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Brain. 2010 Jul;133(Pt 7):1987-93. doi: 10.1093/brain/awq127. Epub 2010 Jun 2.

Retinal microvascular abnormalities and subclinical magnetic resonance imaging brain infarct: a prospective study.

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Centre for Eye Research Australia, University of Melbourne, Royal Victorian Eye and Ear Hospital, 32 Gisborne Street, East Melbourne 3002, Australia.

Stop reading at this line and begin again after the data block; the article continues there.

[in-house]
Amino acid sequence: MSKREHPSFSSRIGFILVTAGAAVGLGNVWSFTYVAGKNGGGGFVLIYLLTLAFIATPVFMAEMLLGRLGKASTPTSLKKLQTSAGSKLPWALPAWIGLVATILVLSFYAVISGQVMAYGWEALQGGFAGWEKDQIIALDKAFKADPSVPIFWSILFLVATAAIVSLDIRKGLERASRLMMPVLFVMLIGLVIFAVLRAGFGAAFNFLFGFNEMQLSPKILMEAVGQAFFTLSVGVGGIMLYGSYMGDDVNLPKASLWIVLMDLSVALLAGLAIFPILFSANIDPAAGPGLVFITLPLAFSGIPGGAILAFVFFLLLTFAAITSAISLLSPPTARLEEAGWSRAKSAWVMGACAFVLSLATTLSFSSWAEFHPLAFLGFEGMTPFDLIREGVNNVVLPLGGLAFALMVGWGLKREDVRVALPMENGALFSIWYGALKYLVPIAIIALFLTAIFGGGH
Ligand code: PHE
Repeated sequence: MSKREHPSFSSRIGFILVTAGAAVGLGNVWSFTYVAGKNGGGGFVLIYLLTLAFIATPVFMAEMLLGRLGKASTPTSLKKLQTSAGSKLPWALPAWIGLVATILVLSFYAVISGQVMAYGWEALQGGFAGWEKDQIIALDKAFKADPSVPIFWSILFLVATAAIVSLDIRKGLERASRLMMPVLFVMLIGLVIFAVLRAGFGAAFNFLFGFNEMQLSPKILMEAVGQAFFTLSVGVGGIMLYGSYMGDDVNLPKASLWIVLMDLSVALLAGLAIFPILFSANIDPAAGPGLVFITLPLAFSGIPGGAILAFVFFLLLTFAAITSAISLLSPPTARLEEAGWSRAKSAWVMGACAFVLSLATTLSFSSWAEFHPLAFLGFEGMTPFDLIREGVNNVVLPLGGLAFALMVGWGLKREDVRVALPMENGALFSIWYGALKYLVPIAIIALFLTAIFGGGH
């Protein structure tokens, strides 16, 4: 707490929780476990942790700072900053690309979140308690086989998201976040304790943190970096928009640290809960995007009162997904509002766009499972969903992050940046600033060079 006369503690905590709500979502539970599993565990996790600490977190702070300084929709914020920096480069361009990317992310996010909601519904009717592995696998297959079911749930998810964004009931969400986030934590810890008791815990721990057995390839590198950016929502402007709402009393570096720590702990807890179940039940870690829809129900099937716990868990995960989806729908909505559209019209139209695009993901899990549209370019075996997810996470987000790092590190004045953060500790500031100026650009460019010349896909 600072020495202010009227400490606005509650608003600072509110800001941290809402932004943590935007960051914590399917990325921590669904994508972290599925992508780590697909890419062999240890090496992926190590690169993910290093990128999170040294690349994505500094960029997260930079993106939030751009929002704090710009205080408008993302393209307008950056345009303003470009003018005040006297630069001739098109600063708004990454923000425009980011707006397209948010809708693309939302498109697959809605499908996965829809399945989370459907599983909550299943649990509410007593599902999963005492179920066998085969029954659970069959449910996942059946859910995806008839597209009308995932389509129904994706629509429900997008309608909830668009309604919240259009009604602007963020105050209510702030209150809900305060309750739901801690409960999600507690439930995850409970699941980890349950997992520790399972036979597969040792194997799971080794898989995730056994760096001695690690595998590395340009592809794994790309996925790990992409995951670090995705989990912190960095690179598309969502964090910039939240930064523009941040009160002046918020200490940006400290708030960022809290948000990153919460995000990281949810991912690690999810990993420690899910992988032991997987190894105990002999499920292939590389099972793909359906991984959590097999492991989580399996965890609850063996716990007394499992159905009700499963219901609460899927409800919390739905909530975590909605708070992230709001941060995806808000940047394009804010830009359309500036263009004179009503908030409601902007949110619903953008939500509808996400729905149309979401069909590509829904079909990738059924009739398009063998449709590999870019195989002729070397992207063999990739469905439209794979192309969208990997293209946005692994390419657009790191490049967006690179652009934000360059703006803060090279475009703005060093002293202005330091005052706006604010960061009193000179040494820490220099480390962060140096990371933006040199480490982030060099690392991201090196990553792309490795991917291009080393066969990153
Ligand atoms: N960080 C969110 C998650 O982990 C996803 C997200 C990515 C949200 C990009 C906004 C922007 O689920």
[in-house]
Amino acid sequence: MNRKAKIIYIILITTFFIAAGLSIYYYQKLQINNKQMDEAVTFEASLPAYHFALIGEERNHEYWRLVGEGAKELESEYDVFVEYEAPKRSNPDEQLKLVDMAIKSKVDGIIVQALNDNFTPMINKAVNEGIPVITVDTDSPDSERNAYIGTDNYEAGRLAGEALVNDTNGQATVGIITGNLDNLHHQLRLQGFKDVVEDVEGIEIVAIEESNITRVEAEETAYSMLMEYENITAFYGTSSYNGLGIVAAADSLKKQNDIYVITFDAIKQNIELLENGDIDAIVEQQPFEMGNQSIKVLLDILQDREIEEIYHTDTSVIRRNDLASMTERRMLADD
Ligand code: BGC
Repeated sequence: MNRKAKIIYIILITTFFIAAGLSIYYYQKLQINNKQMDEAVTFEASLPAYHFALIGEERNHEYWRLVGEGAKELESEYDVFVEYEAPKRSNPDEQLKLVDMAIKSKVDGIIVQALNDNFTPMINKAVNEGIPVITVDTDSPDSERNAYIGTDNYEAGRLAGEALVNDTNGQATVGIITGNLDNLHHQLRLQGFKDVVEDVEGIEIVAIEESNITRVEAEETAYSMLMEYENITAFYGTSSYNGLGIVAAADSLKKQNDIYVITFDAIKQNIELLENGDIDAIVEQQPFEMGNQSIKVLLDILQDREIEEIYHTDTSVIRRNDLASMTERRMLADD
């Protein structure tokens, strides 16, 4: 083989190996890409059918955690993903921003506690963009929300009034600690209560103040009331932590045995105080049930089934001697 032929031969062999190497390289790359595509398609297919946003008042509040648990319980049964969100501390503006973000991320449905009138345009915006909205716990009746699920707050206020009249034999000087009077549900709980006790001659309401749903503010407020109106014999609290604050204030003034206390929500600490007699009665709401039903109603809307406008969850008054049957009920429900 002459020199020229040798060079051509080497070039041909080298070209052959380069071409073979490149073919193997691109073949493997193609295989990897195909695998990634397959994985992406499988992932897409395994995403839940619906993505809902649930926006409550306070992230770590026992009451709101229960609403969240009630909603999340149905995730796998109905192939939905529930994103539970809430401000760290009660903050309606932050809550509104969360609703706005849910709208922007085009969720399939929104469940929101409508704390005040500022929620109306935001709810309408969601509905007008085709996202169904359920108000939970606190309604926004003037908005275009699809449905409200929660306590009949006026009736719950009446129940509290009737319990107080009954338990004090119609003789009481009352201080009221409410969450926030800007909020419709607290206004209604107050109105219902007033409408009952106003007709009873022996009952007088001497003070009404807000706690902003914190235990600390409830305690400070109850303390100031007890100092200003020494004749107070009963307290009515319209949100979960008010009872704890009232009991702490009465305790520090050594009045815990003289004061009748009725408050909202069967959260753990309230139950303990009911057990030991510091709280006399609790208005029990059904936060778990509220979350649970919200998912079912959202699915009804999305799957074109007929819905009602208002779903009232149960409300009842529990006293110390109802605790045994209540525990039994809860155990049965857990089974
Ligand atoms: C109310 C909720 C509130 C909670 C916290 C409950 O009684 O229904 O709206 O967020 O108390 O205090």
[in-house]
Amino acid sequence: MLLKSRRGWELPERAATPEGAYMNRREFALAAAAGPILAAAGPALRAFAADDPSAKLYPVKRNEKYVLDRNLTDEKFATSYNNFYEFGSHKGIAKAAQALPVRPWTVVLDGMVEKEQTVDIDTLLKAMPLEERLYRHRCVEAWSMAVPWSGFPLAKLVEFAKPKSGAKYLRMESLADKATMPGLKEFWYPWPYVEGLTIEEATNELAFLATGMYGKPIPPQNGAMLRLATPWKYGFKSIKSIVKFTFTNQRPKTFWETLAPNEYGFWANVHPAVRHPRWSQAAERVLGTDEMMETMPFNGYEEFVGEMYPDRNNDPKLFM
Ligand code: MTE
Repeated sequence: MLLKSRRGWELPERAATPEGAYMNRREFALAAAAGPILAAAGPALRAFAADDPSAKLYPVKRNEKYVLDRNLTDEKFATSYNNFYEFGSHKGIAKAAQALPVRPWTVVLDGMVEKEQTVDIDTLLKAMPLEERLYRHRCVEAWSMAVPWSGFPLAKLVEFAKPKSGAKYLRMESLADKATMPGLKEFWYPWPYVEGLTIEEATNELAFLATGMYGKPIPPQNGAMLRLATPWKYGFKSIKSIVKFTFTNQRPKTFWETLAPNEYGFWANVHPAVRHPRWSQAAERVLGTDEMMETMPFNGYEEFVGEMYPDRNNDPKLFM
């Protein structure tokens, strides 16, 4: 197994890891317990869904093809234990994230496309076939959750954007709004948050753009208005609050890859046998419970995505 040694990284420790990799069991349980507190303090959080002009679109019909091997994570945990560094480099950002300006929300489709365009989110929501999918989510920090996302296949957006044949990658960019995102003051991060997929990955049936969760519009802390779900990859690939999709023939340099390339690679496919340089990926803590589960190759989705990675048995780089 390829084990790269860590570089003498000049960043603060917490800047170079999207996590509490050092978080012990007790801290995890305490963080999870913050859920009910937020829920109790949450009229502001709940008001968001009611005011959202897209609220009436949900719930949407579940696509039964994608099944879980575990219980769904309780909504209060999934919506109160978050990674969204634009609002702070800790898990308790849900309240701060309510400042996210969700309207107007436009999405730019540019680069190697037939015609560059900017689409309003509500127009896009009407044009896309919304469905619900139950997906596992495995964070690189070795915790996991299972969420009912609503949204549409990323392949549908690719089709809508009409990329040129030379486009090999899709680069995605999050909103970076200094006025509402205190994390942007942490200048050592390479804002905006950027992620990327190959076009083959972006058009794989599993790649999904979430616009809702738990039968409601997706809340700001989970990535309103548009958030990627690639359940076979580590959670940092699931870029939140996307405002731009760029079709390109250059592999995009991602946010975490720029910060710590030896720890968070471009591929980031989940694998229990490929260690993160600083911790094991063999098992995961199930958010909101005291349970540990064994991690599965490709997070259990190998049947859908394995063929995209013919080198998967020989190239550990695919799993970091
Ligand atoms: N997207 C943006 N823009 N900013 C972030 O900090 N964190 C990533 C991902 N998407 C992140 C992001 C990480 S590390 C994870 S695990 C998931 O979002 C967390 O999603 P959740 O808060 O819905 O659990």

Silent brain infarct and white matter lesions are common radiological findings associated with the risk of clinical stroke and dementia; however, our understanding of their underlying pathophysiology and risk factors remains limited. This study aimed to determine whether assessment of retinal microvascular abnormalities could provide prognostic information regarding the risk of brain infarct and white matter lesions on magnetic resonance imaging. This study is based on a subset of 810 middle-aged persons without clinical stroke or baseline magnetic resonance imaging infarct enrolled in the Atherosclerosis Risk in Communities Brain Magnetic Resonance Imaging Study, a prospective, population-based study. Participants had a baseline magnetic resonance imaging brain examination and retinal photography in 1993-1995, and returned for a repeat magnetic resonance imaging examination in 2004-2006. Magnetic resonance images were graded for presence of any cerebral infarct, infarct with lacunar characteristics and white matter lesions according to standardized protocols. Retinal photographs were graded for presence of retinopathy lesions and retinal arteriolar abnormalities following a standardized protocol. Over a median follow-up of 10.5 years, 164 (20.2%) participants developed cerebral infarct, 131 (16.2%) developed lacunar infarct, 182 (24.2%) developed new white matter lesions and 49 (6.1%) had evidence of white matter lesion progression. After adjusting for age, gender, race, cardiovascular risk factors and carotid intima-media thickness, retinopathy was associated with incident cerebral infarct (odds ratio 2.82; 95% confidence interval 1.42-5.60) and lacunar infarct (odds ratio 3.19; 95% confidence interval: 1.56-6.50). Retinal arteriovenous nicking was associated with incident cerebral infarct (odds ratio 2.82; 95% confidence interval: 1.66-4.76), lacunar infarct (odds ratio 2.48; 95% confidence interval: 1.39-4.40) and white matter lesion incidence (odds ratio 2.12; 95% confidence interval: 1.18-3.81) and progression (odds ratio 2.22; 95% confidence interval: 1.00-5.88). In conclusion, retinal microvascular abnormalities are associated with emergence of subclinical magnetic resonance imaging brain infarcts and white matter lesions, independent of shared risk factors. Retinal vascular imaging may offer a non-invasive tool to investigate the pathogenesis and natural history of cerebral small-vessel disease.

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